Meanwhile, majority Black and Brown schools in working class neighborhoods were underfunded. Many schools had outdated, dilapidated classrooms and supplies, did not have nurses on-site or adequately resourced counseling units. These inequities amounted to opportunity gaps in college readiness and graduation rates between predominantly white schools and schools composed of a majority of Black and Brown students.
In recent years addressing the opportunity gap (commonly misidentified as an “achievement gap”) was an object of importance for service-worker trade unions and local grassroots organizations, namely SEIU, UNITE HERE Local 11, and InnerCity Struggle. In the early 2000s, researchers identified a pattern: children of service sector union members had significantly lower graduation rates than their affluent counterparts. Education policy researchers believe that lack of access to quality public education is a legacy of housing segregation, which has roots in redlining practices of the 1930s, and inequitable funding formulas.
In 2010, a coalition of union and community advocates launched a campaign aimed at ensuring that every LAUSD high school had access to A-G Course Requirements. After years of organizing, a policy known as Equity in A-G passed, which invested $31 million in academic support for college preparation courses over two years. By 2016, a historic 80% of Eastside high school students graduated with A-G courses fulfilled, speaking to a significant correlation between investment and student achievement.
Our third theme focused on app-based ride sharing and delivery gig work. In 2019, California legislators passed Assembly Bill 5, a measure that reclassified gig workers from independent contractors to employees. Immediately after its passage, the law received hefty backlash from app companies who refused to classify their employees correctly. To challenge AB5, Uber and Lyft decided on taking a different strategy: launching a ballot campaign.
Gig giants poured $200 million in media advertising for the 2020 Election cycle, and in November of last year, the proposition passed by majority approval. Labor activists warn that Proposition 22’s success could signal to other companies that policy can be bought if they are packaged with compelling messaging that emphasizes flexibility, accessibility, and loosely-defined benefits.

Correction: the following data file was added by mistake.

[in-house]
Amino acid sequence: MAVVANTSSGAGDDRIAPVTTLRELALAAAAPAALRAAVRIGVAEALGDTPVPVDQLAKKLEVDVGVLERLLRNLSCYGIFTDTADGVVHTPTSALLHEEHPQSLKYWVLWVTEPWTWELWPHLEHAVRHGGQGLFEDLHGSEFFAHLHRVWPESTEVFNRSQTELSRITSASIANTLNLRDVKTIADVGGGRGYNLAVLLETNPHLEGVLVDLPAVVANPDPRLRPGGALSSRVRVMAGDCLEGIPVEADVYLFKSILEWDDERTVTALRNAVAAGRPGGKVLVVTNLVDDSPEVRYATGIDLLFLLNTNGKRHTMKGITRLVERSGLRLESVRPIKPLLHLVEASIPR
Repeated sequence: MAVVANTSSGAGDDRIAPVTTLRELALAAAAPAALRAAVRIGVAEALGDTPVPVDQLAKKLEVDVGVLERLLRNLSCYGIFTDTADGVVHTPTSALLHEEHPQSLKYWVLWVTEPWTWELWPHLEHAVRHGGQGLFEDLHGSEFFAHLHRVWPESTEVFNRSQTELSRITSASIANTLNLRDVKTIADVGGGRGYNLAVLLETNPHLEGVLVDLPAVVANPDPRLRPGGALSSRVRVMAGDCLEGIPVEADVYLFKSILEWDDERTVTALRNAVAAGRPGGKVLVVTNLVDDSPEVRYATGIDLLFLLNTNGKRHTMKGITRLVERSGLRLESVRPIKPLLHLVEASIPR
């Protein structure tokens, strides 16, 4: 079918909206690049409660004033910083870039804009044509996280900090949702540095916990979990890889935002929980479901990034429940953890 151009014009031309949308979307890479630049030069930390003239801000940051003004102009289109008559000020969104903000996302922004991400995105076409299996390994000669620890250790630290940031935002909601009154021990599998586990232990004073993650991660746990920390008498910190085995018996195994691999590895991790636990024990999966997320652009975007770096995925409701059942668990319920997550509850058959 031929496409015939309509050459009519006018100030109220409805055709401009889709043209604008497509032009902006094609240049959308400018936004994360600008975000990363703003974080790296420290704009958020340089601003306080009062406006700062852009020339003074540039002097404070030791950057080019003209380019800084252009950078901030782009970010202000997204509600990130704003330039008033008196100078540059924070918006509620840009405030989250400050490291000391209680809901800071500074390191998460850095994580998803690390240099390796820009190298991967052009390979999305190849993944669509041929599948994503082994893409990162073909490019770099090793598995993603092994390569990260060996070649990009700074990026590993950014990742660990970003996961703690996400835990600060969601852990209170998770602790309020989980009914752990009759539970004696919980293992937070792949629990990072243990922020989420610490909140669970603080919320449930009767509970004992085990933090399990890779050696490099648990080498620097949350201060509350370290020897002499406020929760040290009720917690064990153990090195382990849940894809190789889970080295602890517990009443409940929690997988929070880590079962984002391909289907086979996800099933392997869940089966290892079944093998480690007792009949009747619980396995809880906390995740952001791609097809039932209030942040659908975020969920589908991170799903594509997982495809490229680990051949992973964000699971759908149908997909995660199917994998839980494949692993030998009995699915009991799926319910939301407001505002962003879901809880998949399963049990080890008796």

A few months after Proposition 22 passed, app-based drivers and delivery workers found that these benefits are not as great as promised. For example, the health coverage offered by companies only amounts to $400 of health coverage a month. In order to qualify, users must hit “maximum” hours status or 25 “engaged” hours a week, though workers could be actually behind the wheel for a total of 40 hours or more without reaching the 25 “engaged” hours mark. Moreover, according to UC Berkeley Labor Center, independent studies consistently find that a majority of Lyft and Uber drivers earn less than the California minimum wage.
Gig worker organizations, like Gig Workers Rising and Rideshare Drivers United, are still advocating for labor justice in the aftermath of Prop 22 through lobbying, taking direct action for COVID-19 safety, and developing their own app that shares legal resources for app-based drivers.
Protecting Public Sector Employment
Last but not least, we took a look at one of UCLA Labor Center’s first reports informed by COVID-19 impacts, which highlighted the public sector as a key sector of the economy for fair employment among Black workers. The report, titled “Reimagined Recovery: Black Workers, the Public Sector, and COVID-19, found that Black workers in the public sector in Los Angeles County earn 46% more than private sector workers. Additionally, rates of homeownership and union representation are significantly higher among public sector workers.
For these reasons, lead researchers from the new UCLA Center for Advancing Racial Equity at Work (CARE at Work) initiative recommend that public sector employment be included in the local and state COVID-19 recovery plan. In the report, researchers also found that during economic and humanitarian crises, the public sector is typically the first to be cut; therefore, the report urges a halt to this pattern of austerity.
Looking forward, CARE at Work is continuing to promote a community-driven approach to exacting social change and racial justice in Los Angeles and throughout the country, and one way they are doing so is by creating a pathway for future generations of Black organizers. This spring, UCLA Labor Center Project Director Lola Smallwood-Cuevas, and Transformative Justice leader and artist Cecelia Jordan, are leading “We Gone Be Alright: Developing the Next Generation of Black Organizers,” a class that embraces the duality of the historical legacy of black community organizing as well as the modern tools and strategies for systems-change.
Even in the midst of a global pandemic, workers are standing up for workplace justice in ways never seen before. Undoubtedly, we are standing at a pivotal moment in labor history as our social, economic, and political conditions now face a landscape that is changing by the day. History provides an insightful look into how workers have fought back and won, even when the odds seemed insurmountable. At this point in history, workers are encountering some of the most dire material conditions ever seen before.
As students in Labor Studies, we are tasked with knowing these trends and leading a movement for economic justice. It is humbling to know that as our network of student organizers continues to grow, more and more people will look to us. By studying our city and the story of our workers, I am confident that we will create a bright future.